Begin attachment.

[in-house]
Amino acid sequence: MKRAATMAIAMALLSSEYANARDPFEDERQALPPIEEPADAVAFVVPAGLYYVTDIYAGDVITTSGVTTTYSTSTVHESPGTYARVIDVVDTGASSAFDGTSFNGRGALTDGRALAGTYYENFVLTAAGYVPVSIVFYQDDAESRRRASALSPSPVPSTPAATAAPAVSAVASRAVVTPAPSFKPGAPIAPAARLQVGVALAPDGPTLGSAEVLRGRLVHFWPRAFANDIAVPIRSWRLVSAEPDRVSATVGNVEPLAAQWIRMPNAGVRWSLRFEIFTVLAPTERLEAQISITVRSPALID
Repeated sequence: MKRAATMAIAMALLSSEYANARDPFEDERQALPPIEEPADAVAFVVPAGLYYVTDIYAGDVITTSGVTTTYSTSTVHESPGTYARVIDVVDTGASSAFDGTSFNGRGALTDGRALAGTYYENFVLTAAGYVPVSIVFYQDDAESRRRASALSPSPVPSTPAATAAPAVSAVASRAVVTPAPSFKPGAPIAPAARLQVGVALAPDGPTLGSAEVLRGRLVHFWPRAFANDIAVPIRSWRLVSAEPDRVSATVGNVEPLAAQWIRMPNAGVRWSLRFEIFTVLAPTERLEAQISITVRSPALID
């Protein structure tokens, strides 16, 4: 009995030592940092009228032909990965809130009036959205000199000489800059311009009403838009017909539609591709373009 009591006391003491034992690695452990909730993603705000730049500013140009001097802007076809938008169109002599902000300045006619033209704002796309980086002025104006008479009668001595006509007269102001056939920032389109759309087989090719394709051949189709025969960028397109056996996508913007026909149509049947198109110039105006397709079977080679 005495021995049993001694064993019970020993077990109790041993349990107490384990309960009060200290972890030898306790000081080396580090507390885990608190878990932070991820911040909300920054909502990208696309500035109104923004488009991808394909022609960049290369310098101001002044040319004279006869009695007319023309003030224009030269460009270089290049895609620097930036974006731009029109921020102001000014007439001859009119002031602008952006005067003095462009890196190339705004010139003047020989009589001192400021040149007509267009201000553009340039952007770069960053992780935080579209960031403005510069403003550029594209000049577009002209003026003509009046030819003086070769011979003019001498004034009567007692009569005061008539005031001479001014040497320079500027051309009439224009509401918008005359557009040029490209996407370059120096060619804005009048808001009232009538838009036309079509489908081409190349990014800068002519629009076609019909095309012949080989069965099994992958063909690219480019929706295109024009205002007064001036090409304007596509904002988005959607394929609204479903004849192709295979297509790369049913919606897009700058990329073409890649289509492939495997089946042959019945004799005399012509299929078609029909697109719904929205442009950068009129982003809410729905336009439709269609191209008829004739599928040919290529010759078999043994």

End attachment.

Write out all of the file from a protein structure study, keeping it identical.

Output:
[in-house]
Amino acid sequence: MKRAATMAIAMALLSSEYANARDPFEDERQALPPIEEPADAVAFVVPAGLYYVTDIYAGDVITTSGVTTTYSTSTVHESPGTYARVIDVVDTGASSAFDGTSFNGRGALTDGRALAGTYYENFVLTAAGYVPVSIVFYQDDAESRRRASALSPSPVPSTPAATAAPAVSAVASRAVVTPAPSFKPGAPIAPAARLQVGVALAPDGPTLGSAEVLRGRLVHFWPRAFANDIAVPIRSWRLVSAEPDRVSATVGNVEPLAAQWIRMPNAGVRWSLRFEIFTVLAPTERLEAQISITVRSPALID
Repeated sequence: MKRAATMAIAMALLSSEYANARDPFEDERQALPPIEEPADAVAFVVPAGLYYVTDIYAGDVITTSGVTTTYSTSTVHESPGTYARVIDVVDTGASSAFDGTSFNGRGALTDGRALAGTYYENFVLTAAGYVPVSIVFYQDDAESRRRASALSPSPVPSTPAATAAPAVSAVASRAVVTPAPSFKPGAPIAPAARLQVGVALAPDGPTLGSAEVLRGRLVHFWPRAFANDIAVPIRSWRLVSAEPDRVSATVGNVEPLAAQWIRMPNAGVRWSLRFEIFTVLAPTERLEAQISITVRSPALID
């Protein structure tokens, strides 16, 4: 009995030592940092009228032909990965809130009036959205000199000489800059311009009403838009017909539609591709373009 009591006391003491034992690695452990909730993603705000730049500013140009001097802007076809938008169109002599902000300045006619033209704002796309980086002025104006008479009668001595006509007269102001056939920032389109759309087989090719394709051949189709025969960028397109056996996508913007026909149509049947198109110039105006397709079977080679 005495021995049993001694064993019970020993077990109790041993349990107490384990309960009060200290972890030898306790000081080396580090507390885990608190878990932070991820911040909300920054909502990208696309500035109104923004488009991808394909022609960049290369310098101001002044040319004279006869009695007319023309003030224009030269460009270089290049895609620097930036974006731009029109921020102001000014007439001859009119002031602008952006005067003095462009890196190339705004010139003047020989009589001192400021040149007509267009201000553009340039952007770069960053992780935080579209960031403005510069403003550029594209000049577009002209003026003509009046030819003086070769011979003019001498004034009567007692009569005061008539005031001479001014040497320079500027051309009439224009509401918008005359557009040029490209996407370059120096060619804005009048808001009232009538838009036309079509489908081409190349990014800068002519629009076609019909095309012949080989069965099994992958063909690219480019929706295109024009205002007064001036090409304007596509904002988005959607394929609204479903004849192709295979297509790369049913919606897009700058990329073409890649289509492939495997089946042959019945004799005399012509299929078609029909697109719904929205442009950068009129982003809410729905336009439709269609191209008829004739599928040919290529010759078999043994």